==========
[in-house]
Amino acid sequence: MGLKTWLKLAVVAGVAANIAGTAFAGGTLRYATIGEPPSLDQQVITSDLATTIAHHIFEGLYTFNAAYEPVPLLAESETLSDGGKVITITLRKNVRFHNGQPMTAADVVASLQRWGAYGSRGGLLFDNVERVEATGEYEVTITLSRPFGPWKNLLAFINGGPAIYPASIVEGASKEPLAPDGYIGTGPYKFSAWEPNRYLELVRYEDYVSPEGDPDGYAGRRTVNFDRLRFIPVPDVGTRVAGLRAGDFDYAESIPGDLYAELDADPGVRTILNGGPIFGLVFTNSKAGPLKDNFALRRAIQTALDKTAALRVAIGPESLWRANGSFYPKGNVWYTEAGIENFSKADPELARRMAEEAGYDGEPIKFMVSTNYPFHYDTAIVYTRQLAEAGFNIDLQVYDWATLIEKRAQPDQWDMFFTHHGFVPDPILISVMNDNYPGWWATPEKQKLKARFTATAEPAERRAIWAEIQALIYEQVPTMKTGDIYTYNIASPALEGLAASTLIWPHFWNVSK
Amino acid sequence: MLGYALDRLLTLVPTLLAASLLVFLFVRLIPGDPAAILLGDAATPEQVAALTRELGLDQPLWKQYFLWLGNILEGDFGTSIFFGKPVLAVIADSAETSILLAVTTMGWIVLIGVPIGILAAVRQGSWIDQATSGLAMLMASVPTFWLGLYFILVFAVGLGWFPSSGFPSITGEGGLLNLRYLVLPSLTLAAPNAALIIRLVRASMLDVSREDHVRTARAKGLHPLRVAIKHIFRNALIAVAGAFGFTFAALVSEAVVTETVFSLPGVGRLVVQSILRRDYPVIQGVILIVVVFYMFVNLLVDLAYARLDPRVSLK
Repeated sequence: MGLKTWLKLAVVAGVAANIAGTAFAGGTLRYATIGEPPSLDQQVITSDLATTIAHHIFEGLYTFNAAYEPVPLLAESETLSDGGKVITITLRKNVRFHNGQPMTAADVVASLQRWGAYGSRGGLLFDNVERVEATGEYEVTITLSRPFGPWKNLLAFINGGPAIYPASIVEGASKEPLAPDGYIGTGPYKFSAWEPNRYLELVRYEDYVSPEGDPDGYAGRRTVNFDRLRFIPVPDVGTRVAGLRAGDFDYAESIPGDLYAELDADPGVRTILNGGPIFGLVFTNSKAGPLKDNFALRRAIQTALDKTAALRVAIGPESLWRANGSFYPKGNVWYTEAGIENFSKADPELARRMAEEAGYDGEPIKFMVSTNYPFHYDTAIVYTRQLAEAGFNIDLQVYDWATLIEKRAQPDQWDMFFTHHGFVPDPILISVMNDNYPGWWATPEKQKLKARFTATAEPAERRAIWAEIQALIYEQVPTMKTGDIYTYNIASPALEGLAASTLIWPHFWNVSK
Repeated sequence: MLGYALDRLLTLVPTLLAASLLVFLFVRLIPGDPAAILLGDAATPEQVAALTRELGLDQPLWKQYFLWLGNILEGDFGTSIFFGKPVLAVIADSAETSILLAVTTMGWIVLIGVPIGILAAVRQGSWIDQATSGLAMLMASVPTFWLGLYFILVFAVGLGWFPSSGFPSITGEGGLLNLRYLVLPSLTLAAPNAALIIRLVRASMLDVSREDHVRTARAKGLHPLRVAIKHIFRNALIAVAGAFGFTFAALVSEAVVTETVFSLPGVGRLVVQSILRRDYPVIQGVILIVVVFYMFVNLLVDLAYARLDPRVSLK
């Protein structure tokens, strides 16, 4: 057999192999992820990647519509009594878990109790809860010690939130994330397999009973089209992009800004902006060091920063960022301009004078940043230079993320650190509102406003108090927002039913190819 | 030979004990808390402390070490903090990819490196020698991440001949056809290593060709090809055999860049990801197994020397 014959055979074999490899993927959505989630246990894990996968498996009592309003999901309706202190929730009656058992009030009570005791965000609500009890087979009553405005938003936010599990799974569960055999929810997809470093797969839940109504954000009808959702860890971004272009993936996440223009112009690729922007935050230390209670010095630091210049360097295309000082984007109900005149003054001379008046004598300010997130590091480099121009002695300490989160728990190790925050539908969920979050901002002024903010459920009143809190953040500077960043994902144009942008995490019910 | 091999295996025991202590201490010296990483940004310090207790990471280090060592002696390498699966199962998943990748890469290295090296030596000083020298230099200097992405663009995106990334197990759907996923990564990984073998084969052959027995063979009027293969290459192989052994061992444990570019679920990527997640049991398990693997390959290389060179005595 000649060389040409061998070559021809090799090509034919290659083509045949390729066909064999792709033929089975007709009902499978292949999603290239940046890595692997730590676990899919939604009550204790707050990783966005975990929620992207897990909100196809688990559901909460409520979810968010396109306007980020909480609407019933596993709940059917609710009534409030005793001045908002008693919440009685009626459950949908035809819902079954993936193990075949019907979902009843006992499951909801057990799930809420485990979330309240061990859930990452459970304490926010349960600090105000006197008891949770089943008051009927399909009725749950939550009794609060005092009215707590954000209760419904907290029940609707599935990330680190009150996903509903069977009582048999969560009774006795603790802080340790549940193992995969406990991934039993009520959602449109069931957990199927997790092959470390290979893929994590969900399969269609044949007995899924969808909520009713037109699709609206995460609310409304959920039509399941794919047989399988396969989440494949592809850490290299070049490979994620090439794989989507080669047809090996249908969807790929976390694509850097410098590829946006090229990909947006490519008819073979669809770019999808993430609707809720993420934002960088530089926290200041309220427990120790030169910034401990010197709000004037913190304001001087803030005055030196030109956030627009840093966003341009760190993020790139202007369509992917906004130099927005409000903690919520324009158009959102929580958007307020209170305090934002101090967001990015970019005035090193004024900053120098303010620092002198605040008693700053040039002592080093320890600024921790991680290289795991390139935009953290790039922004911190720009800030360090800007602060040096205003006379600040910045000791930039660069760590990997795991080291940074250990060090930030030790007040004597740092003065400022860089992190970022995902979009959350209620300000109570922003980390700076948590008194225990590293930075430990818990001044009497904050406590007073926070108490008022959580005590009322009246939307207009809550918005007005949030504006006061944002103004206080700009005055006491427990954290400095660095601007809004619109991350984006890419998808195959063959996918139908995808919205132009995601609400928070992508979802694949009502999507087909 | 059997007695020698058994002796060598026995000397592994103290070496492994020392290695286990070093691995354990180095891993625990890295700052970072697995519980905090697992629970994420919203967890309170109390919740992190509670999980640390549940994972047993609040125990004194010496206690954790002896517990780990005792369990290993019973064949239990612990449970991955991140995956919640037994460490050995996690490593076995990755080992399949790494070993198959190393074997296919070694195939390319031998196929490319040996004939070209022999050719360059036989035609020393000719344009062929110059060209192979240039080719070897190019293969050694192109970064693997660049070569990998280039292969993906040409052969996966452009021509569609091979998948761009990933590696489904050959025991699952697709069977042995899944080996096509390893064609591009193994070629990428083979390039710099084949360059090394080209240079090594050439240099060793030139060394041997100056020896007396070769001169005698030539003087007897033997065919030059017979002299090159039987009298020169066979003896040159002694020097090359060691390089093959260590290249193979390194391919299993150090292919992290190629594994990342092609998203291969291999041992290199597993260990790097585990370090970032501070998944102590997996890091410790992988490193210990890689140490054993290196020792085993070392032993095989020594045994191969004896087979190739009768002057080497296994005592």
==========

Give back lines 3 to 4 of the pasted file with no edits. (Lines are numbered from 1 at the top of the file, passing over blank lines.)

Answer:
Amino acid sequence: MLGYALDRLLTLVPTLLAASLLVFLFVRLIPGDPAAILLGDAATPEQVAALTRELGLDQPLWKQYFLWLGNILEGDFGTSIFFGKPVLAVIADSAETSILLAVTTMGWIVLIGVPIGILAAVRQGSWIDQATSGLAMLMASVPTFWLGLYFILVFAVGLGWFPSSGFPSITGEGGLLNLRYLVLPSLTLAAPNAALIIRLVRASMLDVSREDHVRTARAKGLHPLRVAIKHIFRNALIAVAGAFGFTFAALVSEAVVTETVFSLPGVGRLVVQSILRRDYPVIQGVILIVVVFYMFVNLLVDLAYARLDPRVSLK
Repeated sequence: MGLKTWLKLAVVAGVAANIAGTAFAGGTLRYATIGEPPSLDQQVITSDLATTIAHHIFEGLYTFNAAYEPVPLLAESETLSDGGKVITITLRKNVRFHNGQPMTAADVVASLQRWGAYGSRGGLLFDNVERVEATGEYEVTITLSRPFGPWKNLLAFINGGPAIYPASIVEGASKEPLAPDGYIGTGPYKFSAWEPNRYLELVRYEDYVSPEGDPDGYAGRRTVNFDRLRFIPVPDVGTRVAGLRAGDFDYAESIPGDLYAELDADPGVRTILNGGPIFGLVFTNSKAGPLKDNFALRRAIQTALDKTAALRVAIGPESLWRANGSFYPKGNVWYTEAGIENFSKADPELARRMAEEAGYDGEPIKFMVSTNYPFHYDTAIVYTRQLAEAGFNIDLQVYDWATLIEKRAQPDQWDMFFTHHGFVPDPILISVMNDNYPGWWATPEKQKLKARFTATAEPAERRAIWAEIQALIYEQVPTMKTGDIYTYNIASPALEGLAASTLIWPHFWNVSK